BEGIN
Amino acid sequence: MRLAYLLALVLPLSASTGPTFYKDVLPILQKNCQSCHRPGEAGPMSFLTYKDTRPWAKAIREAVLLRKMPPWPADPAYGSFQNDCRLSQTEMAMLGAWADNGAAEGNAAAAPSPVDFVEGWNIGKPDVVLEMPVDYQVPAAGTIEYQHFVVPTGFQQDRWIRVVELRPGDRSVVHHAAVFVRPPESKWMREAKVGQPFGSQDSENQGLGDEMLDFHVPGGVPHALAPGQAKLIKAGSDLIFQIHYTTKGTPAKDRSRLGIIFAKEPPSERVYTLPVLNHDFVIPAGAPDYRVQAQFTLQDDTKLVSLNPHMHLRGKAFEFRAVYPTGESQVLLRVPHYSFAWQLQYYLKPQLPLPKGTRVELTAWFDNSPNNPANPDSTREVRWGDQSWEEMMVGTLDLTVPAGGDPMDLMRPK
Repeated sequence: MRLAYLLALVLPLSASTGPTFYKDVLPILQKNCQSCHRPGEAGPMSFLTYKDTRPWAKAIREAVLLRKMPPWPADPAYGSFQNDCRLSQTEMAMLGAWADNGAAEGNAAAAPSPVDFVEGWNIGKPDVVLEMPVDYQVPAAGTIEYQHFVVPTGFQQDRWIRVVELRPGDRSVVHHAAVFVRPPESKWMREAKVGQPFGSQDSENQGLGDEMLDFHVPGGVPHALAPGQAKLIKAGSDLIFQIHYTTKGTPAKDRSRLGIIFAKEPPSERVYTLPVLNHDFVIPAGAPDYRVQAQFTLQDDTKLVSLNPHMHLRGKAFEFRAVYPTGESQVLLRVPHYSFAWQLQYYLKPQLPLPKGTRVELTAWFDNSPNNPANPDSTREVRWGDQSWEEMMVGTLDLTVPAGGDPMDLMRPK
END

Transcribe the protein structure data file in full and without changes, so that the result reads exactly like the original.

Amino acid sequence: MRLAYLLALVLPLSASTGPTFYKDVLPILQKNCQSCHRPGEAGPMSFLTYKDTRPWAKAIREAVLLRKMPPWPADPAYGSFQNDCRLSQTEMAMLGAWADNGAAEGNAAAAPSPVDFVEGWNIGKPDVVLEMPVDYQVPAAGTIEYQHFVVPTGFQQDRWIRVVELRPGDRSVVHHAAVFVRPPESKWMREAKVGQPFGSQDSENQGLGDEMLDFHVPGGVPHALAPGQAKLIKAGSDLIFQIHYTTKGTPAKDRSRLGIIFAKEPPSERVYTLPVLNHDFVIPAGAPDYRVQAQFTLQDDTKLVSLNPHMHLRGKAFEFRAVYPTGESQVLLRVPHYSFAWQLQYYLKPQLPLPKGTRVELTAWFDNSPNNPANPDSTREVRWGDQSWEEMMVGTLDLTVPAGGDPMDLMRPK
Repeated sequence: MRLAYLLALVLPLSASTGPTFYKDVLPILQKNCQSCHRPGEAGPMSFLTYKDTRPWAKAIREAVLLRKMPPWPADPAYGSFQNDCRLSQTEMAMLGAWADNGAAEGNAAAAPSPVDFVEGWNIGKPDVVLEMPVDYQVPAAGTIEYQHFVVPTGFQQDRWIRVVELRPGDRSVVHHAAVFVRPPESKWMREAKVGQPFGSQDSENQGLGDEMLDFHVPGGVPHALAPGQAKLIKAGSDLIFQIHYTTKGTPAKDRSRLGIIFAKEPPSERVYTLPVLNHDFVIPAGAPDYRVQAQFTLQDDTKLVSLNPHMHLRGKAFEFRAVYPTGESQVLLRVPHYSFAWQLQYYLKPQLPLPKGTRVELTAWFDNSPNNPANPDSTREVRWGDQSWEEMMVGTLDLTVPAGGDPMDLMRPK